Water and Power

(source: Waterboard Zuiderzeeland 2008)

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    Water and power

    For a long time water was viewed as a source of power that should be controlled. The Egyptians and Romans set the example, being masters in irrigation and the creation of major water works that controlled water's ways. In more recent time periods large-scale dams for water storage and hy--DROPower became common practice, thereby often displacing entire communities and ecosystems. Furthermore, freely meandering rivers were engineered and tamed to become artificial 'rivers' (canals). Many countries are currently trying to reverse this latter practice by allowing rivers to once again meander freely.

    Water may also be used as a source for exerting political power over others: by depriving other users of water sources of drinking water, whole communities may become vulnerable in their existence.


    'If the dam is constructed blocking the river, not only will the Salween River stop flowing, but so will Shan history. Our culture will disappear as our houses, temples, and farms are flooded.'

    -Shan refugee, Burma (2000)

    A Cartel of Drugs, Gasoline, Smuggling and … Water

    'The city of Maicao, La Guajira in Colombia is quite special in terms of culture. It has Caribbean people, Venezuelans, Guayuu Tribes, Lebanese immigrants and, some years ago, we also had guerillas; all of them living close to each other – and all eager to protect their own interests. About a decade ago a group of people took over the control over a water tank and started selling canned water from it to the local citizens, for about 1000 times the price we used to pay in the big cities. Working as a consultant for a water service company we were asked to help out. We revitalized the water supply system and soon started providing treated water to the local people through the piped system. The cartel thus lost their ‘clients’ and their profitable water business. And the people were happy that they received good quality water in their homes at a fair price.'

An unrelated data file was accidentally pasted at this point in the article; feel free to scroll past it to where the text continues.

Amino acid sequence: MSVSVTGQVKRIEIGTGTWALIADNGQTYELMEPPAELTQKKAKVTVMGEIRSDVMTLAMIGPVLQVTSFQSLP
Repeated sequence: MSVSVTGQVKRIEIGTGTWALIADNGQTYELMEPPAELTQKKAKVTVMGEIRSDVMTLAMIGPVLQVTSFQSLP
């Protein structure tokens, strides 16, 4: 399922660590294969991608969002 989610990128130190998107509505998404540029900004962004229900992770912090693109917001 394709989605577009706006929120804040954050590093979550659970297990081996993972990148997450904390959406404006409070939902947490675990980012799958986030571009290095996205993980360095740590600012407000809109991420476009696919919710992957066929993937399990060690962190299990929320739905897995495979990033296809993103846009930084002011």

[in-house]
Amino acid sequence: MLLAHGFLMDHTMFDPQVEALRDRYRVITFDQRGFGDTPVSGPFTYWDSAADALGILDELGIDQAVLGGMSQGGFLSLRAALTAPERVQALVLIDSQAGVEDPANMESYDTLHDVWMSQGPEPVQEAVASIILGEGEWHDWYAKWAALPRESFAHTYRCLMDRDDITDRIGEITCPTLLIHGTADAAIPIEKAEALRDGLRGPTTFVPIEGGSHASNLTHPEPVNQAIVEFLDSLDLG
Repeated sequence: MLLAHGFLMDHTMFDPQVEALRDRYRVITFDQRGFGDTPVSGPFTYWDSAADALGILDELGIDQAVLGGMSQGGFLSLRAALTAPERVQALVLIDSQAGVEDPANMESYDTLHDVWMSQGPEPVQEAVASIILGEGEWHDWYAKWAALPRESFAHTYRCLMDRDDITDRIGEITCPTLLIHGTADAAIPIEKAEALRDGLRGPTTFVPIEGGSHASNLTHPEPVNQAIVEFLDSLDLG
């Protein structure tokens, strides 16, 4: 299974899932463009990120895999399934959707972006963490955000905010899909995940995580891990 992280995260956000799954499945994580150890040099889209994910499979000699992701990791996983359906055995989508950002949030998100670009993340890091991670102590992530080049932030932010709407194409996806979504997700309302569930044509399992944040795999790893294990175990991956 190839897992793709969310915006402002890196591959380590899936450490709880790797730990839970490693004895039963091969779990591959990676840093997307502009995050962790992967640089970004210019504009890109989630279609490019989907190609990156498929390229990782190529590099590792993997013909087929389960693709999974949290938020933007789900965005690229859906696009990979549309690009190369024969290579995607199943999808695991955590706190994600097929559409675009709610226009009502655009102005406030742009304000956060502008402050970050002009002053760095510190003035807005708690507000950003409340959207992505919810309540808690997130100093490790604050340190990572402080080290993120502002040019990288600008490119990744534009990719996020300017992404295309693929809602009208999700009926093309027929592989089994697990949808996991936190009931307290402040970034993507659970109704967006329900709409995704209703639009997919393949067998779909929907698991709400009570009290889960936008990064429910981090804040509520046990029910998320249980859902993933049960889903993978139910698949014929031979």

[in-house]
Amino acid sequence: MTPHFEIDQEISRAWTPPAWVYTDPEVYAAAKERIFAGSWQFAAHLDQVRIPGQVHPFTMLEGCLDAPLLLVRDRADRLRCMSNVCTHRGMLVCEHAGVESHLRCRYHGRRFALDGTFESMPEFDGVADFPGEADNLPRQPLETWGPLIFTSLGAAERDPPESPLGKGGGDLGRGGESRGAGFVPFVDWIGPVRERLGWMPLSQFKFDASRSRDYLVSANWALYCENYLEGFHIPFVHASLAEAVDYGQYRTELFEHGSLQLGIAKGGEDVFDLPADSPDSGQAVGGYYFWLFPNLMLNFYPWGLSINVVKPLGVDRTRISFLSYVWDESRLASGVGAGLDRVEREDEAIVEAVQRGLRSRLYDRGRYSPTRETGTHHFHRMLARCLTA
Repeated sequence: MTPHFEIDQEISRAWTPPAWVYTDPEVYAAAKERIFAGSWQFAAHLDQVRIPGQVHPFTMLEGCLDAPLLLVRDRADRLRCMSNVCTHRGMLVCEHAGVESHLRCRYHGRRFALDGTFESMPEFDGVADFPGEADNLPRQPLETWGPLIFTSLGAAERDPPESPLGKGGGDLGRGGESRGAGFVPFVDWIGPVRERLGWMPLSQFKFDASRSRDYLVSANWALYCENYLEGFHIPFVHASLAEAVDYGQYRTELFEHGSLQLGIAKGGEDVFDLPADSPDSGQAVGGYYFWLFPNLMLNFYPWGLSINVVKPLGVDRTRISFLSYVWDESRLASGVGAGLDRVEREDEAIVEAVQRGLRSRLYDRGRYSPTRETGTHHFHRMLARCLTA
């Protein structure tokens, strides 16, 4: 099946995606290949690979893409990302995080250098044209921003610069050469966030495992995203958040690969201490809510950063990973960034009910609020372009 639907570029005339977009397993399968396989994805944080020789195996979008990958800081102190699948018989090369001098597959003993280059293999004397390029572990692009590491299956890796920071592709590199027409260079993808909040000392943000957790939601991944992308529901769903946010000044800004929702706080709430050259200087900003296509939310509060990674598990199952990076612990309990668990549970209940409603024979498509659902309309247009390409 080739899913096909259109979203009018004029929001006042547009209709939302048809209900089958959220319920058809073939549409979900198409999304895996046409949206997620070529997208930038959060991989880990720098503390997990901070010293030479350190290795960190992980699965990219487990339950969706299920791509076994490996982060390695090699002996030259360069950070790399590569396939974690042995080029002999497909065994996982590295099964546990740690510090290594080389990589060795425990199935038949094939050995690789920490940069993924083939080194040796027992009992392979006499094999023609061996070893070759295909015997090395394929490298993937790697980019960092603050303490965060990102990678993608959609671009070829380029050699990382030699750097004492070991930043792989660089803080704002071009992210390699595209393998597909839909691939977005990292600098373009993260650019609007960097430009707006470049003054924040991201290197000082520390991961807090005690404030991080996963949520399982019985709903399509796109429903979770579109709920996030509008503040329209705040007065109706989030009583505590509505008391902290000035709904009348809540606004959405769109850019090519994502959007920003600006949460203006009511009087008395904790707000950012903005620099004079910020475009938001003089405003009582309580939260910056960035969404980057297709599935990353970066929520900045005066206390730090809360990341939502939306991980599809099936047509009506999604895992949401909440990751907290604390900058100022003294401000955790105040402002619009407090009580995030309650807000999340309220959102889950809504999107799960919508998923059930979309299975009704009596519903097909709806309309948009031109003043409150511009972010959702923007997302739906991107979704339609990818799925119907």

Leonardo Alfonso, Colombia


    Key messages and tips for professionals

    • Water used as hy--DROPower can be a sustainable source of energy.
    • Dam building for hy--DROPower and water supply can have a major cultural and ecological impact; entire cultures and ecosystems may disappear.
    • Positive examples of hy--DROPower plants and dam construction are usually smaller scale projects, with relocation and compensation schemes.
    • The benefits and negative impacts of dam development should be assessed on a river basin scale. The socio-economic aspects of upstream-downstream linkages should thereby be taken into account and form part of the decision-making process.
    • Throughout history water has been used as a means to exert control over others.
    • Political power is not detrimental to sustainable water management as long as it is wisely used and not misused.
    • Lack of transparency (corruption) aggravates problems.
    • A long-term vision of those in power is a prerequisite for sustainable water management.
    • Empowerment of local people through taking part in decision making around responsible water use has proven to be an effective strategy for sustainable water management.